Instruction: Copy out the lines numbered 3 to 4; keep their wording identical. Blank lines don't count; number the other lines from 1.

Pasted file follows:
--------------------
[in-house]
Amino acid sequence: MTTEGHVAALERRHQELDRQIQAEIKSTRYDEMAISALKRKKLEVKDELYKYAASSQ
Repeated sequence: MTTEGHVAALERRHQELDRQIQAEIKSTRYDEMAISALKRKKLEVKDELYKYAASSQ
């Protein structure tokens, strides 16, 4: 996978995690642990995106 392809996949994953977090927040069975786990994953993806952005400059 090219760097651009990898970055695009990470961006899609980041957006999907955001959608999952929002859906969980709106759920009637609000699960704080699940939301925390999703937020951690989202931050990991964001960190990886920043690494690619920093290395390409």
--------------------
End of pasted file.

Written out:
Repeated sequence: MTTEGHVAALERRHQELDRQIQAEIKSTRYDEMAISALKRKKLEVKDELYKYAASSQ
């Protein structure tokens, strides 16, 4: 996978995690642990995106 392809996949994953977090927040069975786990994953993806952005400059 090219760097651009990898970055695009990470961006899609980041957006999907955001959608999952929002859906969980709106759920009637609000699960704080699940939301925390999703937020951690989202931050990991964001960190990886920043690494690619920093290395390409």